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Processor temp problems

Last response: in CPUs
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September 13, 2009 1:34:01 AM

I've got a 3.25GHz Pentium D in my Intel D955XBK motherboard. I've had the system for a couple of years (home-built) and recently had a hard drive failure. System drive, naturally. After the rebuld I started looking into the cooling issues. My case is an older style full tower and has two 90 mm fans plus the power supply fan.

I now see that I have a processor temperature problem. The temperature normally hovers in the 60-68C range, but bumps to well over 70C, the recommended limit, frequently. So I went out and bought a new heat sink but the temperatures are the same. The only difference now is that the fan runs slower. It looks like the system is fighting my efforts to help it out and that it tries to keep the processor temperature at 60C.

Experimenting, I had the cover of the case off and I had a house fan blowing room air over the motherboard and the processor temperatures still haven't come down. The temperature in the case is at room temperature, which varies throughout the day between 25C and 32C. But at least this rules out the problem being a case ventilation or temperature problem. Case temperatures are supposed to stay below 38C. Processor temps did not improve.

I closed up the case closed again after installing two more 90 mm fans in it. I used a hole saw and mounted them in the side and they pull air in and blows it straight onto the part of the motherboard where the CPU is mounted. The other fan is mounted at the top to help the other case fan pull air out of the case. Room temperature is currently 25C, board temperatures are 44C and 35C, and the processor temperature is 60C. But, the processor fan is now running under 900 rpm! Why???? Is this CPU really supposed to maintain its temperature at 60C???? When I launch my browser the temperature shoots up to 70-71C before the fan comes up to around 1600 rpm, bringing the temperature back down to the low 60sC again. 70C is the operating maximum for this CPU.

I'm seriously thinking of cutting the 4th wire running to the processor fan. This is the PWM wire that controls the fan speed on 4-wire fans. With it cut the fan should run at full speed. I've got a 3-wire fan plugged into a 4-wire jack and that's what that fan is doing. Its running at around 3600 RPM. I'm fine with that.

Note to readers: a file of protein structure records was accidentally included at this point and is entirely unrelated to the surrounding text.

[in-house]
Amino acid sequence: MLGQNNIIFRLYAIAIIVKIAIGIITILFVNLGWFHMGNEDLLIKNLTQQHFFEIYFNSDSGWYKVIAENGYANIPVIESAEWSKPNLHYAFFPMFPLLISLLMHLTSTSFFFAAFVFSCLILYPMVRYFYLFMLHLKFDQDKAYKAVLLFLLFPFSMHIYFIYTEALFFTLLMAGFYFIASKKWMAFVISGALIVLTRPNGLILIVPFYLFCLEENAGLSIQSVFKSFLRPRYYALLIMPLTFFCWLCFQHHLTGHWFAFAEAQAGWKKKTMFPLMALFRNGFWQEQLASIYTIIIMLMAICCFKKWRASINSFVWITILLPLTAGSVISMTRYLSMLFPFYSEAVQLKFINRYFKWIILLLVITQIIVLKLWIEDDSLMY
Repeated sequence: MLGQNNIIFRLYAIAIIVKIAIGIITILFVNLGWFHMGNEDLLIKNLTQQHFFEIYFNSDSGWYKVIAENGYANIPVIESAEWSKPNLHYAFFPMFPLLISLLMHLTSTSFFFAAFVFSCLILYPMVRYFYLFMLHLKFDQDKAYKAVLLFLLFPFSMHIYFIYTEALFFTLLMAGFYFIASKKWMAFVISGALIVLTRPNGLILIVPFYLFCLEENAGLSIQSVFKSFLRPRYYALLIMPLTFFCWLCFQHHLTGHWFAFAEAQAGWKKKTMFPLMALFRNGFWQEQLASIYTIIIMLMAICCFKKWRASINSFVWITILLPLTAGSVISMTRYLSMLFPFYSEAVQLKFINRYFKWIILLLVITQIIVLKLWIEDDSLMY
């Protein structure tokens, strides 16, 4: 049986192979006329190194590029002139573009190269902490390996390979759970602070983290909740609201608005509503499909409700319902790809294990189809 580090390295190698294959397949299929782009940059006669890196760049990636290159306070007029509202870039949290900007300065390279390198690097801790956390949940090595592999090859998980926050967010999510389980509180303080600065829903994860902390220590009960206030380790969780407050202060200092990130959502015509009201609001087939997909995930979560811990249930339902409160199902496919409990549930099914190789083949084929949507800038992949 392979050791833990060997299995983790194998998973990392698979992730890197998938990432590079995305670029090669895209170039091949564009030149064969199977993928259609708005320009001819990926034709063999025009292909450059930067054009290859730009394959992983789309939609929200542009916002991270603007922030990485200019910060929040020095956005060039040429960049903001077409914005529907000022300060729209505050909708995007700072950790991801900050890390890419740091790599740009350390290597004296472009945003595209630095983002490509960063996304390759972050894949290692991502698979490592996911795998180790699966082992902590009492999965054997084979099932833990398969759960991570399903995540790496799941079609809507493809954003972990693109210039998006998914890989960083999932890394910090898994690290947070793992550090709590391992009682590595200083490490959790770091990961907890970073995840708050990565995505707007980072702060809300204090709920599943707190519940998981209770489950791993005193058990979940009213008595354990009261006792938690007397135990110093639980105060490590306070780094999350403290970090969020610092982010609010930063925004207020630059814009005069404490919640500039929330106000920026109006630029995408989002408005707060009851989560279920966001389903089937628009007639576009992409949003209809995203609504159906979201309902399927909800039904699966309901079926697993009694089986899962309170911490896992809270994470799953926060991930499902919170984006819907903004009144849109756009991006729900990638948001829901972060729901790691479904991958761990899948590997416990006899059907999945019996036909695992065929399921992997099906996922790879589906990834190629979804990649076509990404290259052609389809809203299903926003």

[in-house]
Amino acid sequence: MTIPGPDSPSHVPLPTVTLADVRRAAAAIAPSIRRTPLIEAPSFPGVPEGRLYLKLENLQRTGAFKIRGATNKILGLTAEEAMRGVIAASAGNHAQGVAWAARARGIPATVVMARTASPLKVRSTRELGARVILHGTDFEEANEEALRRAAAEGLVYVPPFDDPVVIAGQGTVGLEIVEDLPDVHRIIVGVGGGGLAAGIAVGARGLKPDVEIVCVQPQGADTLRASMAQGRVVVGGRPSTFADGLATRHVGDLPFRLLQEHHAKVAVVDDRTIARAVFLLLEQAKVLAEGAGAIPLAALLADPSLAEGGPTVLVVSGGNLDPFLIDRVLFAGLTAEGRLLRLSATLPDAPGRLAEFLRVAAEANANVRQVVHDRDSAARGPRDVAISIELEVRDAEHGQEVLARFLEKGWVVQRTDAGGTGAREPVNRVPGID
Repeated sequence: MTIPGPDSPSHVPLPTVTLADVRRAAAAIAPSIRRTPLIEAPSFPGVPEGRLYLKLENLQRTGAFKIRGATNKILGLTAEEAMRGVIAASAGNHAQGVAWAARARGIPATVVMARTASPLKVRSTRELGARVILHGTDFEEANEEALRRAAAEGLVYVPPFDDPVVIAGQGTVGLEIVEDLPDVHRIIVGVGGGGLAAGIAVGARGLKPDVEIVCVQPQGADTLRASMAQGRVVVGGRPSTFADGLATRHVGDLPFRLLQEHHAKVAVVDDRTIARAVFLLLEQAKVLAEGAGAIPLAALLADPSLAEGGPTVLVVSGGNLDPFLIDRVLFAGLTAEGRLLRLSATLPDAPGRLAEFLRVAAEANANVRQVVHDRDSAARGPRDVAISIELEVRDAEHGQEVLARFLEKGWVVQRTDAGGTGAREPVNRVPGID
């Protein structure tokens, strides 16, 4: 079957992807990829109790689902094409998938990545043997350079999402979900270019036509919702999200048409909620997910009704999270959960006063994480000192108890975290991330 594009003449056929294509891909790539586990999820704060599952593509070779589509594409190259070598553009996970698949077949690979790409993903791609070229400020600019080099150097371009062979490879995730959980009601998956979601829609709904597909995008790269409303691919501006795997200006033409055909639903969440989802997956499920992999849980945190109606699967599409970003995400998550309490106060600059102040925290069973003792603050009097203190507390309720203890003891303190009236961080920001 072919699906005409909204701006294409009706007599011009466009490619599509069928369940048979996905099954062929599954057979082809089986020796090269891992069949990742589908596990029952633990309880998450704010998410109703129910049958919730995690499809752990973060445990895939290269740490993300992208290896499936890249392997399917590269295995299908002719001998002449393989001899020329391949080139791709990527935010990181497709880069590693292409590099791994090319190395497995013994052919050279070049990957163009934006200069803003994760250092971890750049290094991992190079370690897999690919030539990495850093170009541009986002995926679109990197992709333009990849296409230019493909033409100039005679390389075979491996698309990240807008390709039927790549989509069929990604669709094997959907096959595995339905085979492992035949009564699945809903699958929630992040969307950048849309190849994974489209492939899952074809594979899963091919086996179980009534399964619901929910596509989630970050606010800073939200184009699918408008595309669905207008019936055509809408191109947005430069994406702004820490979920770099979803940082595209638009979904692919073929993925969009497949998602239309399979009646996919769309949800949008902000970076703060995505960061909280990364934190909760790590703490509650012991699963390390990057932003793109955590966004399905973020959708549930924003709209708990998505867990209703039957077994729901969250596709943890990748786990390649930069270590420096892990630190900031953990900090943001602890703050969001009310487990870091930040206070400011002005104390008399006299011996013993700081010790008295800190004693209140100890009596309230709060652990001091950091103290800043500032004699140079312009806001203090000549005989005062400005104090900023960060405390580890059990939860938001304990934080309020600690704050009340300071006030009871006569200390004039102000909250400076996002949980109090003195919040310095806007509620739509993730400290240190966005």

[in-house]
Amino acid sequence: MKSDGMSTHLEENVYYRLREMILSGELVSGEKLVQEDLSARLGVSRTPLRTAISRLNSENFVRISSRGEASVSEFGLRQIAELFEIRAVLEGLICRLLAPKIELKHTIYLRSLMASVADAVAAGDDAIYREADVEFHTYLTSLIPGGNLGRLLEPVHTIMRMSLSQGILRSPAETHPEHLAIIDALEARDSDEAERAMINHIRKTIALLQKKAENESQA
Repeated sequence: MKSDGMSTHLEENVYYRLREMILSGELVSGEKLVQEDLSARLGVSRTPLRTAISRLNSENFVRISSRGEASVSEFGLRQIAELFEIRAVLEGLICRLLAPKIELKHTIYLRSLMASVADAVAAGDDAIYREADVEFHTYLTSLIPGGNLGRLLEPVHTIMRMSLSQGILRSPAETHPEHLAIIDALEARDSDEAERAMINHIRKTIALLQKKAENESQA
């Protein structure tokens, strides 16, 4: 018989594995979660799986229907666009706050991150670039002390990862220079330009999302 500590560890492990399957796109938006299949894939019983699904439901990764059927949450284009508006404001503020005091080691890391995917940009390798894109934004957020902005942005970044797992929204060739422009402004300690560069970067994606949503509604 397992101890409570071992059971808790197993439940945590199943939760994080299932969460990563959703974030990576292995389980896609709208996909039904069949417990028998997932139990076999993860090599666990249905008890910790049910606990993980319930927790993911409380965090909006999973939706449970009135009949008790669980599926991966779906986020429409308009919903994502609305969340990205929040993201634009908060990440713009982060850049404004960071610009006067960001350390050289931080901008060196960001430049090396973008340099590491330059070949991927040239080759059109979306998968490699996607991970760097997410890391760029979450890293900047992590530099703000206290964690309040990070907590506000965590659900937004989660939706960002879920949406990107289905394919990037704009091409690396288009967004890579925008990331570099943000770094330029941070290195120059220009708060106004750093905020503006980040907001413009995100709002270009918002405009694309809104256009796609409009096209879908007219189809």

Has anyone done this before?

Any why does my CPU fan run so slow?

Is there a way I can speed up the processor fan? I can't find a BIOS setting for this. The BIOS only lets me view the hardware sensor settings.
a b à CPUs
September 13, 2009 1:49:27 AM

Could be a broken CPU fan header. Have you tried 3 pin fan to Molex converter?
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September 13, 2009 5:13:05 AM

The CPU fan has a 4-pin connector.

Are you suggesting that the connector on the motherboard is broken? That doesn't seem right or else the fan probably wouldn't run at all.
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September 13, 2009 2:00:22 PM

hi so the fact is you dont have to worry at all my friend it will not destroy the cpu just short its lifetime i have a i7 intel tels the temperatures are 68,9C max but i am runnin it on 80C at prime 95 non overclocked so what ju can do is to rebuild your fan and if you have the intel stocked cooler put him on with new cream (i dont know the real name of it ) for cpus comes with new coolers and before you put it on the mobo take the cpu out and see if maybe some pins are burned put it back and easiliy install the cooler it has to be right cause at first if you do wrong it will work good but in 2weeks or like that it will start again having temp probs .
second reinstal your graphic card could eventually help if not lower your cpu speed. lower temp^^ but also slower
a question have you overclocked your cpu?

hope this could help
regards laluma22
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September 13, 2009 3:31:12 PM